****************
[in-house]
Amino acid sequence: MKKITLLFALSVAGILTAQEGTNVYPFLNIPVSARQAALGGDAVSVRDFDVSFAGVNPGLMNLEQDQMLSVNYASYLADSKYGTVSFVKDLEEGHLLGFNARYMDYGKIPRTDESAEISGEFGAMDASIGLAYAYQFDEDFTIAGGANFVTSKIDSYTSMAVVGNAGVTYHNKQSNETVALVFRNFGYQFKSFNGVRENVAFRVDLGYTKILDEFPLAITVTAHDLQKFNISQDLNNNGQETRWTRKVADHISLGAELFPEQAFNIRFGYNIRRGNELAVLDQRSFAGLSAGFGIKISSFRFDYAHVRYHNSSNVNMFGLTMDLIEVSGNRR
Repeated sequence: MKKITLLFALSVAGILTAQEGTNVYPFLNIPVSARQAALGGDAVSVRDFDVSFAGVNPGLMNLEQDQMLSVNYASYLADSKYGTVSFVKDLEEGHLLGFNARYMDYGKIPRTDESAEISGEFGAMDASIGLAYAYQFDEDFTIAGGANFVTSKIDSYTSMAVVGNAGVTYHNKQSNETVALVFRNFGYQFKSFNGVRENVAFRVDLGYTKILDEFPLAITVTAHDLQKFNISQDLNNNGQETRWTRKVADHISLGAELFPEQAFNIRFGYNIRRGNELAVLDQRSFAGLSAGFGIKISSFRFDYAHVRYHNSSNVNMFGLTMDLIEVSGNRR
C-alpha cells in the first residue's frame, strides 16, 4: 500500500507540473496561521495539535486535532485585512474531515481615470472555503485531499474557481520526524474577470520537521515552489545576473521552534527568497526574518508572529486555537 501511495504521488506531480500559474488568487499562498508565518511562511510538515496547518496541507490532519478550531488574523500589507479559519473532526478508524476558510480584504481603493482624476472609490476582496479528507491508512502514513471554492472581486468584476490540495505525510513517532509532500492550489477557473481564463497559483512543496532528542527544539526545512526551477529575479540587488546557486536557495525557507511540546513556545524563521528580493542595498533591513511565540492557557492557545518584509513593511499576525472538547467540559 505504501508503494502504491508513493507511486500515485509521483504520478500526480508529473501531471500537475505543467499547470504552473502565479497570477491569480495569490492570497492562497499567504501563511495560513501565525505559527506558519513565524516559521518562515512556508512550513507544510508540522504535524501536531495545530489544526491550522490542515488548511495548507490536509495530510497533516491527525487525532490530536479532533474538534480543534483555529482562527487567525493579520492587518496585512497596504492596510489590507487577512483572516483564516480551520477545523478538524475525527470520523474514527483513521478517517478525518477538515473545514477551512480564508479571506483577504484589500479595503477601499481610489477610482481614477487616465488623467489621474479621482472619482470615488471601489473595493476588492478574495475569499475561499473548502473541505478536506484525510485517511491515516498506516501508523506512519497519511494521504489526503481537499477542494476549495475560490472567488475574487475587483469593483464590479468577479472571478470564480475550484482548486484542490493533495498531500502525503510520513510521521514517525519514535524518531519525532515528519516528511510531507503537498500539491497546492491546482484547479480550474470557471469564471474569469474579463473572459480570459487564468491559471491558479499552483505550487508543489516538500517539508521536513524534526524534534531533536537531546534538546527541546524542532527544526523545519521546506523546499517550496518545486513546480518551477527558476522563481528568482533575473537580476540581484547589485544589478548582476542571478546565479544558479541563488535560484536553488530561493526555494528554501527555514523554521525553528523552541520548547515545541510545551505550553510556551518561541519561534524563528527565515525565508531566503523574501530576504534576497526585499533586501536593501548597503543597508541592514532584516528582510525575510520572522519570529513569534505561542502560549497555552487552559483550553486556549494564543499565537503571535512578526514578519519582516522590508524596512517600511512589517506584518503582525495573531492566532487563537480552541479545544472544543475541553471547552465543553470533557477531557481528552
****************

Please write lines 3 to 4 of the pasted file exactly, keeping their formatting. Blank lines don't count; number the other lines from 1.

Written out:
Repeated sequence: MKKITLLFALSVAGILTAQEGTNVYPFLNIPVSARQAALGGDAVSVRDFDVSFAGVNPGLMNLEQDQMLSVNYASYLADSKYGTVSFVKDLEEGHLLGFNARYMDYGKIPRTDESAEISGEFGAMDASIGLAYAYQFDEDFTIAGGANFVTSKIDSYTSMAVVGNAGVTYHNKQSNETVALVFRNFGYQFKSFNGVRENVAFRVDLGYTKILDEFPLAITVTAHDLQKFNISQDLNNNGQETRWTRKVADHISLGAELFPEQAFNIRFGYNIRRGNELAVLDQRSFAGLSAGFGIKISSFRFDYAHVRYHNSSNVNMFGLTMDLIEVSGNRR
C-alpha cells in the first residue's frame, strides 16, 4: 500500500507540473496561521495539535486535532485585512474531515481615470472555503485531499474557481520526524474577470520537521515552489545576473521552534527568497526574518508572529486555537 501511495504521488506531480500559474488568487499562498508565518511562511510538515496547518496541507490532519478550531488574523500589507479559519473532526478508524476558510480584504481603493482624476472609490476582496479528507491508512502514513471554492472581486468584476490540495505525510513517532509532500492550489477557473481564463497559483512543496532528542527544539526545512526551477529575479540587488546557486536557495525557507511540546513556545524563521528580493542595498533591513511565540492557557492557545518584509513593511499576525472538547467540559 505504501508503494502504491508513493507511486500515485509521483504520478500526480508529473501531471500537475505543467499547470504552473502565479497570477491569480495569490492570497492562497499567504501563511495560513501565525505559527506558519513565524516559521518562515512556508512550513507544510508540522504535524501536531495545530489544526491550522490542515488548511495548507490536509495530510497533516491527525487525532490530536479532533474538534480543534483555529482562527487567525493579520492587518496585512497596504492596510489590507487577512483572516483564516480551520477545523478538524475525527470520523474514527483513521478517517478525518477538515473545514477551512480564508479571506483577504484589500479595503477601499481610489477610482481614477487616465488623467489621474479621482472619482470615488471601489473595493476588492478574495475569499475561499473548502473541505478536506484525510485517511491515516498506516501508523506512519497519511494521504489526503481537499477542494476549495475560490472567488475574487475587483469593483464590479468577479472571478470564480475550484482548486484542490493533495498531500502525503510520513510521521514517525519514535524518531519525532515528519516528511510531507503537498500539491497546492491546482484547479480550474470557471469564471474569469474579463473572459480570459487564468491559471491558479499552483505550487508543489516538500517539508521536513524534526524534534531533536537531546534538546527541546524542532527544526523545519521546506523546499517550496518545486513546480518551477527558476522563481528568482533575473537580476540581484547589485544589478548582476542571478546565479544558479541563488535560484536553488530561493526555494528554501527555514523554521525553528523552541520548547515545541510545551505550553510556551518561541519561534524563528527565515525565508531566503523574501530576504534576497526585499533586501536593501548597503543597508541592514532584516528582510525575510520572522519570529513569534505561542502560549497555552487552559483550553486556549494564543499565537503571535512578526514578519519582516522590508524596512517600511512589517506584518503582525495573531492566532487563537480552541479545544472544543475541553471547552465543553470533557477531557481528552